January 2020

Publication in INNOVATION

"The world needs a lot of heroes right now... I believe industrial designers can serve as cruxes in this difficult time for the change we need to see. It goes beyond environmental sustainability; design can impact social justice, failing infrastructure, public health,  etc."

— Grace Budgett, IDSA West District Student Merit Winner

A recent graduate of the University of Washington, Grace Budgett, S/IDSA, was raised in Southern California and England by parents who are both art professors. As such, “I’ve always been smudging, drawing, painting and thinking ‘critique,’” she notes. “But I began having a hard time identifying myself as an artist and aligning myself with the typical motivations of art when I was a teenager.”

      Budgett learned about industrial design when a friend at UW suggested she take an into to design course, which she describes as “exciting” and “a great challenge.” She was particularly taken by how much potential she saw in industrial design for its social and environmental impact. She realized that she didn’t have to abandon her original path in environmental science to focus on ID. On the contrary, she could integrate the two by using values of environmental justice in her design practice. 

      Her passion lies in thinking about how industrial design can make huge impact on the large problems that people face, including climate change, displacement, and social injustice. “The world needs a lot of heroes right now,” she asserts. “I’m not proclaiming to be one or to ever become one—I’m far from it—but I believe industrial designers and designers as a whole can serve as cruxes in this difficult time for the change we need to see. It goes beyond environmental sustainability; design can impact social justice, failing infrastructure, public health, wage gaps, etc.” She approaches each problem with curiosity and an open mind. As part of her design philosophy, she believes that “everything needs to be really well intentioned and ultimately benefit the world.” 

      The many designs Budgett has helped bring to fruition exemplify this ethos. They include Tempo, a smart monitoring system for at-home cardiac rehabilitation; the T1 Traveler, a holistic on-the-go system for type 1 diabetics; and the JerryCarry, a pack board product system designed to aid the women who carry water through rough terrain in water-scarce regions like Sub-Saharan Africa.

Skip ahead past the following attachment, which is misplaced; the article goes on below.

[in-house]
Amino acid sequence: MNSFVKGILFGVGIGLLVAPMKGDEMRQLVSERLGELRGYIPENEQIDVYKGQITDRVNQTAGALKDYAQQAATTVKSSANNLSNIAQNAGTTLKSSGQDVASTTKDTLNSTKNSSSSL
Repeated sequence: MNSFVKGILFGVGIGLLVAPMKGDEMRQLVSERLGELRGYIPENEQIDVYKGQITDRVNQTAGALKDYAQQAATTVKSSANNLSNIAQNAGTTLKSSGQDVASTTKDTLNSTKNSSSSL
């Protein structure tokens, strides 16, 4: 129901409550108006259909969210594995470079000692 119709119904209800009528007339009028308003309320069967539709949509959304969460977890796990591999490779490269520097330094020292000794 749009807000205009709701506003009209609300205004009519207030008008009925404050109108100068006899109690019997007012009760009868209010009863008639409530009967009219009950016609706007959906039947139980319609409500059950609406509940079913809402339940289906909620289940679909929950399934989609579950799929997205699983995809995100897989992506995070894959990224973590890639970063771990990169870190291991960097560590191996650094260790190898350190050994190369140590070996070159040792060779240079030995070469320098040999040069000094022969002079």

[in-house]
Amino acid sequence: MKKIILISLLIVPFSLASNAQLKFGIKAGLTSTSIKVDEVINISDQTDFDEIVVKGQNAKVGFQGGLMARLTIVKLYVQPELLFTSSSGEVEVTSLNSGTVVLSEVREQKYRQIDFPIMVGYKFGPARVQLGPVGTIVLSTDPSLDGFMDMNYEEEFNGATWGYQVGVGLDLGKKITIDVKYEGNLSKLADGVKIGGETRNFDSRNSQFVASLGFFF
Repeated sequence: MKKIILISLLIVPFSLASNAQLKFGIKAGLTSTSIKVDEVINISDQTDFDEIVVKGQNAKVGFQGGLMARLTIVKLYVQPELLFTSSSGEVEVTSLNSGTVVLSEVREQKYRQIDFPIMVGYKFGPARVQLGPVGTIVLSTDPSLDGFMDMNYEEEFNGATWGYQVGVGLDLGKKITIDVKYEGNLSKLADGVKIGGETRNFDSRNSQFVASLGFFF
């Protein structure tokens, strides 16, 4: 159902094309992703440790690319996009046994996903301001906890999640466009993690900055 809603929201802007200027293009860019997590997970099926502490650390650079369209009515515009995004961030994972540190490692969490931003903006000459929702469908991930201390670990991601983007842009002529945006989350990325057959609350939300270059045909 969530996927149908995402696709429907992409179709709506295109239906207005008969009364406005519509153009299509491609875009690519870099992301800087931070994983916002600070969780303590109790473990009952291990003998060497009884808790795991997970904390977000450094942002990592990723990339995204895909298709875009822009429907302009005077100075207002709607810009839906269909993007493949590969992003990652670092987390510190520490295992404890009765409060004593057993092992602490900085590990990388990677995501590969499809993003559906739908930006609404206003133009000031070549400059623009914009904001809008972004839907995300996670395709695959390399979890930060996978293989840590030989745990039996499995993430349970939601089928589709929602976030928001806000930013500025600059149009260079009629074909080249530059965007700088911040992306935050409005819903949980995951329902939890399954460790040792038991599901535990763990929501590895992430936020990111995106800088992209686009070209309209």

Budgett describes her design aesthetic as a “working, growing thing,” considering that she’s only been designing products for about 3 years now. She is drawn to emotive and simple aesthetics that play with materials and stress the details. At the same time, having mainly worked for consultancies up until this point, Budgett takes pride in being able to adapt her designs to brand identity. Clients are essential to her design process, though she also enjoys working with teammates, participants, and project managers to bring ideas to life. “Working with people, I’ve realized over time, is just as important to me as good research,” she says, adding that communication is at the heart of all of her designs. 

      An area of design she is most interested in addressing currently is the issue of consumption, particularly “how products are designed to just go straight into the trash.” Budgett also sees that industrial design has a larger role to play in areas of the world where displacement is a problem, whether it’s due to war or climate change. She sees design as having the potential to design new cities that help those who are displaced adapt to living in a new place and that help existing residents be more accepting of the newcomers. She believes that industrial designers need to look beyond the “physical manifestation of things and think about systematic design.”

      Looking into the future, she hopes to work with a design consultancy, excited by the range of products they undertake, and wants to be a part of a forward-thinking group that is tackling difficult issues and providing hard-won solutions to long term problems. “I’m both terrified and excited to gain an understanding of what kind of problems we’ll be facing in a decade,” she says. “Hopefully, I’ll be some part of the movement to adapt design and the way humans interact with our changing planet.”